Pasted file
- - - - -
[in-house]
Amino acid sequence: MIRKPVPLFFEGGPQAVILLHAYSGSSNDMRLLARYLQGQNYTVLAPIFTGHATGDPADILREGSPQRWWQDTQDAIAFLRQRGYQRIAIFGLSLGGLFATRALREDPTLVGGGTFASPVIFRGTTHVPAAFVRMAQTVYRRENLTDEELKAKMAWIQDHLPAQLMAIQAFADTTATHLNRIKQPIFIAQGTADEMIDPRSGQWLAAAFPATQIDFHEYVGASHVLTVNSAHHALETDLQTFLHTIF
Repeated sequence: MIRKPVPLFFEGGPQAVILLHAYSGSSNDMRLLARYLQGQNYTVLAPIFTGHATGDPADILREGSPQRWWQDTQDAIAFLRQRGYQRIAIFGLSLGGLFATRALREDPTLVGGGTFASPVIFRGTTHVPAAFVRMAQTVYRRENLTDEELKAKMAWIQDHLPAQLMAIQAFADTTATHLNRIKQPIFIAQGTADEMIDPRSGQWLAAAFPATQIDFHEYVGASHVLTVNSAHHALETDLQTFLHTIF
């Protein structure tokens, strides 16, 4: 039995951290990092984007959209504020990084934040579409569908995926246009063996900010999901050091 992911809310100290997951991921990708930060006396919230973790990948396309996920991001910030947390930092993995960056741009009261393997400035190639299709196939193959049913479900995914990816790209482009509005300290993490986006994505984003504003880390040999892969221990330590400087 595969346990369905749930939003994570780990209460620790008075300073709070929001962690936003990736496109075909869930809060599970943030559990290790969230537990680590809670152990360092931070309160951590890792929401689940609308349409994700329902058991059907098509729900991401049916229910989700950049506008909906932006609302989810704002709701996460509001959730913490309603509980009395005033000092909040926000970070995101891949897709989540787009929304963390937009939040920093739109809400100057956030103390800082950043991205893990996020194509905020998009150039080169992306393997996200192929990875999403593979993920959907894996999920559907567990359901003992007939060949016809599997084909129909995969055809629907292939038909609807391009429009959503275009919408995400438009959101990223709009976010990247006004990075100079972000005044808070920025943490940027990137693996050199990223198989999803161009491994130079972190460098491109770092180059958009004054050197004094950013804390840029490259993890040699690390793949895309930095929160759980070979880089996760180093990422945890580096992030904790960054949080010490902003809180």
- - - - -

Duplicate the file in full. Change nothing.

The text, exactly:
[in-house]
Amino acid sequence: MIRKPVPLFFEGGPQAVILLHAYSGSSNDMRLLARYLQGQNYTVLAPIFTGHATGDPADILREGSPQRWWQDTQDAIAFLRQRGYQRIAIFGLSLGGLFATRALREDPTLVGGGTFASPVIFRGTTHVPAAFVRMAQTVYRRENLTDEELKAKMAWIQDHLPAQLMAIQAFADTTATHLNRIKQPIFIAQGTADEMIDPRSGQWLAAAFPATQIDFHEYVGASHVLTVNSAHHALETDLQTFLHTIF
Repeated sequence: MIRKPVPLFFEGGPQAVILLHAYSGSSNDMRLLARYLQGQNYTVLAPIFTGHATGDPADILREGSPQRWWQDTQDAIAFLRQRGYQRIAIFGLSLGGLFATRALREDPTLVGGGTFASPVIFRGTTHVPAAFVRMAQTVYRRENLTDEELKAKMAWIQDHLPAQLMAIQAFADTTATHLNRIKQPIFIAQGTADEMIDPRSGQWLAAAFPATQIDFHEYVGASHVLTVNSAHHALETDLQTFLHTIF
């Protein structure tokens, strides 16, 4: 039995951290990092984007959209504020990084934040579409569908995926246009063996900010999901050091 992911809310100290997951991921990708930060006396919230973790990948396309996920991001910030947390930092993995960056741009009261393997400035190639299709196939193959049913479900995914990816790209482009509005300290993490986006994505984003504003880390040999892969221990330590400087 595969346990369905749930939003994570780990209460620790008075300073709070929001962690936003990736496109075909869930809060599970943030559990290790969230537990680590809670152990360092931070309160951590890792929401689940609308349409994700329902058991059907098509729900991401049916229910989700950049506008909906932006609302989810704002709701996460509001959730913490309603509980009395005033000092909040926000970070995101891949897709989540787009929304963390937009939040920093739109809400100057956030103390800082950043991205893990996020194509905020998009150039080169992306393997996200192929990875999403593979993920959907894996999920559907567990359901003992007939060949016809599997084909129909995969055809629907292939038909609807391009429009959503275009919408995400438009959101990223709009976010990247006004990075100079972000005044808070920025943490940027990137693996050199990223198989999803161009491994130079972190460098491109770092180059958009004054050197004094950013804390840029490259993890040699690390793949895309930095929160759980070979880089996760180093990422945890580096992030904790960054949080010490902003809180």